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The Indian FTR 1200 line of motorcycles doesn’t make much sense when you put their specs down on paper. Granted, some people might think motorcycles in general don’t make much sense, but the FTR in particular doesn’t make enough power to be considered a sportbike contender, doesn’t have enough fuel storage or comfortable enough ergonomics to make it a tourer or even a practical day-to-day commuter, and, for obvious reasons, it doesn’t exactly fit in with the chromed-out crowd that burbles up to the local watering hole.
Following a major update for the 2022 model year, the FTR 1200 also loses a good bit of its flat-track heritage in favor of being a better all-around motorcycle. Does it sound incongruous that a niche bike is being altered to make it less niche? Why yes. Yes, it does.
Be that as it may, a month spent with a 2022 FTR 1200 showed it to be a truly excellent motorcycle. It refuses to be pigeonholed into any specific category, and it’s better off because of it. If a buyer is looking for a motorcycle solely to fulfill the desire for two-wheeled fun, the Indian FTR 1200 should be on the short list.
Powered by a 1,203 cubic-centimeter 60-degree V-twin engine that spins out 120 horsepower at 7,750 rpm and a peak of 87 pound-feet of torque. That’s not anywhere near the 200-horsepower that a race-tuned engine of a similar size may produce, but that hardly matters in the real world. The FTR’s engine gets right into the meat of its wide powerband by the time the clutch is fully released without any dead spots and with perfect computer-controlled fueling. Peak torque is reached at a relatively low 6,000 rpm, but it feels like there’s plenty of stonk below that engine speed, and the V-twin doesn’t seem to trail off as it spins toward its redline of around 9,000 rpm.
The engine offers Rain, Street and Sport ride modes, and the differences between them are easily felt from the saddle. Sport may be a bit aggressive for street riding, which is fine since Street lived up to its name. Using it, throttle response is immediate, fueling is good, and combined with an easily modulated clutch, the bike’s sporty demeanor shines through without any sort of herky-jerky annoyance.
Cylinder deactivation cuts off the rear cylinder when it’s not needed, which apparently helps the engine keep cool. It was a pretty chilly Midwestern fall and winter when the bike was tested, so heat wasn’t a problem.
Perhaps the most notable change for 2022 is a switch to 17-inch wheels front and rear, replacing the original’s 19-inch front and 18-inch rear wheels. While those older hoops added some flat-track credibility, the switch to a more common size means finding good tires is much easier. The new cast-aluminum wheels wear Metzeler Sportec tires, and there’s a whole bunch of grip available right up to the bike’s maximum lean angle of 43 degrees.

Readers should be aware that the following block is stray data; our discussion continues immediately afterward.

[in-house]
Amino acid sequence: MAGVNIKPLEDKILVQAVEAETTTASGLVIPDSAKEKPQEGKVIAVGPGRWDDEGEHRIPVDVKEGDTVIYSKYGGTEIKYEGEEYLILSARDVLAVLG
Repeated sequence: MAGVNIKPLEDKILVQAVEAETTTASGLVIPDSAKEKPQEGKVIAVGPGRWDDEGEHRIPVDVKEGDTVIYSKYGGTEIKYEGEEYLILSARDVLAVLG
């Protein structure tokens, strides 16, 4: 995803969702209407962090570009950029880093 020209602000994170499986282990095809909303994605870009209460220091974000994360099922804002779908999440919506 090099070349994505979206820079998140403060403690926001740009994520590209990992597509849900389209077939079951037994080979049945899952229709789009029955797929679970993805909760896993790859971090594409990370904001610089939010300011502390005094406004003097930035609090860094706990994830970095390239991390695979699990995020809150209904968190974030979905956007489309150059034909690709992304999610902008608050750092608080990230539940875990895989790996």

The rejiggering of suspension bits and the wheel and tire package have resulted in slightly more aggressive geometry that makes the new bike feel more street-biased than the first version. It’s still plenty stable, aided by a generous 60-inch wheelbase. It also results in a more approachable seat height of 30.7 inches, which is quite a bit lower than the previous version’s claimed 33.1.
The test bike was a 2022 FTR 1200 S model that starts at $14,999, which is $2,000 more than the base non-S FTR. The bike was fitted with optional accessories and packages from Indian, most notably the Tracker bits that include a longer flat-track-inspired seat and cowl and the up-spec Öhlins 43-millimeter inverted front forks and rear shock with adjustable compression and rebound damping. Those are very nice pieces of kit, but potential buyers should be aware that the front suspension tacks an extra $1,950 and the rear adds another $950. The low-mount slip-on Akrapovič looks and sounds great but adds $1,600 to the sticker.
The base FTR 1200 starts at a buck under $13,000 that uses an analog gauge cluster instead of the test bike’s digital unit and doesn’t come with selectable ride modes, lean-sensitive ABS, stability control, traction control or wheelie control. There’s a FTR R Carbon edition for $17,000 that adds, you guessed it, carbon fiber bodywork along with high-end Öhlins suspension components. It may make more sense to go with the Carbon model instead of replicating the upgrades of this tester. Finally, the Rally model costs $13,999 and is aimed at the rider who may miss the older bike’s unique character, and gets knobby tires and a more relaxed handlebar setup.
Riding the 2022 FTR 1200 S is a blast. It’s a stable ride, but still feels aggressive. Its V-twin won’t set any dyno records, but it responds immediately to throttle inputs and feels like it offers more than enough power for a street bike regardless of where the needle points on the tach. It’s not really a rally-inspired machine anymore — note that the aforementioned Rally model keeps the scrambler-spec wheels and tires, but we haven’t tested it — but its place as a more universal streetbike means it’s appropriate for a wide variety of riding scenarios.
It’s certainly not perfect, though. Its small 3.4-gallon tank is only good for around a hundred miles or so before the rider will be anxiously searching for a gas station. And it’s certainly possible to find a much quicker bike for a similar amount of money, albeit one that’s a lot more high strung, with more track-appropriate ergonomics and less real-world power at lower engine speeds. We’d have more fun on the FTR in everyday riding conditions, for whatever that’s worth.
And that’s the whole point of the Indian FTR 1200, anyway. It’s different, more refined, less niche (though still not mainstream) and likely better than before for the majority of potential buyers. Above all else, it’s just plain fun to ride, and that’s enough to earn a recommendation.